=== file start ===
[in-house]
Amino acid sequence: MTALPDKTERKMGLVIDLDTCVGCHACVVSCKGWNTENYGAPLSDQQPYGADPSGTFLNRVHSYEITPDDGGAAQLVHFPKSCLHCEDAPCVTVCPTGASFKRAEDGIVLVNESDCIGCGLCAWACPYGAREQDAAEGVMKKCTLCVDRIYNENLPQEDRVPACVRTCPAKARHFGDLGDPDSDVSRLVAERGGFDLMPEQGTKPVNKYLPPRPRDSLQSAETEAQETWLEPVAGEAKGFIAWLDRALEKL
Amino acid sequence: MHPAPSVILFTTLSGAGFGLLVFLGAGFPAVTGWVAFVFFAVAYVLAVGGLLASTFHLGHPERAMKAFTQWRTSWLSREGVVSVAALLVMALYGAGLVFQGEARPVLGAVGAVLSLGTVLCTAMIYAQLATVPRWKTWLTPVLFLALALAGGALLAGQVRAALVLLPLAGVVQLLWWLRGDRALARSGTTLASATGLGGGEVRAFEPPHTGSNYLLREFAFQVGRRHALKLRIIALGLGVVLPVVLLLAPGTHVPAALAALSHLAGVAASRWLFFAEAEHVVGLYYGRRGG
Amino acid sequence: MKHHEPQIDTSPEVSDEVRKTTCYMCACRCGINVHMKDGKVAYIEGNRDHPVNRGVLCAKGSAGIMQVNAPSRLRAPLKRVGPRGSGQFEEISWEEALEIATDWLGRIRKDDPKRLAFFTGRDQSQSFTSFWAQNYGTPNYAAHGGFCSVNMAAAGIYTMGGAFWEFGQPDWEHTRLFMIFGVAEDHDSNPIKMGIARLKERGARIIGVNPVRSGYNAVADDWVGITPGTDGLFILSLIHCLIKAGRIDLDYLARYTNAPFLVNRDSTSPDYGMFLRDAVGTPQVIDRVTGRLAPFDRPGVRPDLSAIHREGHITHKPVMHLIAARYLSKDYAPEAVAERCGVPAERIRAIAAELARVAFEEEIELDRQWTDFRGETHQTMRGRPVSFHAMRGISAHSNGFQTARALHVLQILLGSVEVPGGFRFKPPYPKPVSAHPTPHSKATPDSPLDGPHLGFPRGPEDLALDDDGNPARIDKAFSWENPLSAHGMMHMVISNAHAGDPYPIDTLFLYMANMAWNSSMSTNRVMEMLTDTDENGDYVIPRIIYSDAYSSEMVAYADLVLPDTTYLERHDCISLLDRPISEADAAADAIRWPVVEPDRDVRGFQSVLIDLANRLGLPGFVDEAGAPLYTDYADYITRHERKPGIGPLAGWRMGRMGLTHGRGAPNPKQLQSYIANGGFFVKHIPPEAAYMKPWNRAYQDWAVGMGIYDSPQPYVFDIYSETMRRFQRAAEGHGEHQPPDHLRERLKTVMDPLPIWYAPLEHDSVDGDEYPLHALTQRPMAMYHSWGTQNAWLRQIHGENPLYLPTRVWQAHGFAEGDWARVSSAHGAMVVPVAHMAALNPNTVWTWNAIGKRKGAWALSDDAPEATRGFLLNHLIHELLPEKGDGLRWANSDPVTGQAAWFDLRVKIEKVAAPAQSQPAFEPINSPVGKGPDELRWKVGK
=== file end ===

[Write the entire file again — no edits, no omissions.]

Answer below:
[in-house]
Amino acid sequence: MTALPDKTERKMGLVIDLDTCVGCHACVVSCKGWNTENYGAPLSDQQPYGADPSGTFLNRVHSYEITPDDGGAAQLVHFPKSCLHCEDAPCVTVCPTGASFKRAEDGIVLVNESDCIGCGLCAWACPYGAREQDAAEGVMKKCTLCVDRIYNENLPQEDRVPACVRTCPAKARHFGDLGDPDSDVSRLVAERGGFDLMPEQGTKPVNKYLPPRPRDSLQSAETEAQETWLEPVAGEAKGFIAWLDRALEKL
Amino acid sequence: MHPAPSVILFTTLSGAGFGLLVFLGAGFPAVTGWVAFVFFAVAYVLAVGGLLASTFHLGHPERAMKAFTQWRTSWLSREGVVSVAALLVMALYGAGLVFQGEARPVLGAVGAVLSLGTVLCTAMIYAQLATVPRWKTWLTPVLFLALALAGGALLAGQVRAALVLLPLAGVVQLLWWLRGDRALARSGTTLASATGLGGGEVRAFEPPHTGSNYLLREFAFQVGRRHALKLRIIALGLGVVLPVVLLLAPGTHVPAALAALSHLAGVAASRWLFFAEAEHVVGLYYGRRGG
Amino acid sequence: MKHHEPQIDTSPEVSDEVRKTTCYMCACRCGINVHMKDGKVAYIEGNRDHPVNRGVLCAKGSAGIMQVNAPSRLRAPLKRVGPRGSGQFEEISWEEALEIATDWLGRIRKDDPKRLAFFTGRDQSQSFTSFWAQNYGTPNYAAHGGFCSVNMAAAGIYTMGGAFWEFGQPDWEHTRLFMIFGVAEDHDSNPIKMGIARLKERGARIIGVNPVRSGYNAVADDWVGITPGTDGLFILSLIHCLIKAGRIDLDYLARYTNAPFLVNRDSTSPDYGMFLRDAVGTPQVIDRVTGRLAPFDRPGVRPDLSAIHREGHITHKPVMHLIAARYLSKDYAPEAVAERCGVPAERIRAIAAELARVAFEEEIELDRQWTDFRGETHQTMRGRPVSFHAMRGISAHSNGFQTARALHVLQILLGSVEVPGGFRFKPPYPKPVSAHPTPHSKATPDSPLDGPHLGFPRGPEDLALDDDGNPARIDKAFSWENPLSAHGMMHMVISNAHAGDPYPIDTLFLYMANMAWNSSMSTNRVMEMLTDTDENGDYVIPRIIYSDAYSSEMVAYADLVLPDTTYLERHDCISLLDRPISEADAAADAIRWPVVEPDRDVRGFQSVLIDLANRLGLPGFVDEAGAPLYTDYADYITRHERKPGIGPLAGWRMGRMGLTHGRGAPNPKQLQSYIANGGFFVKHIPPEAAYMKPWNRAYQDWAVGMGIYDSPQPYVFDIYSETMRRFQRAAEGHGEHQPPDHLRERLKTVMDPLPIWYAPLEHDSVDGDEYPLHALTQRPMAMYHSWGTQNAWLRQIHGENPLYLPTRVWQAHGFAEGDWARVSSAHGAMVVPVAHMAALNPNTVWTWNAIGKRKGAWALSDDAPEATRGFLLNHLIHELLPEKGDGLRWANSDPVTGQAAWFDLRVKIEKVAAPAQSQPAFEPINSPVGKGPDELRWKVGK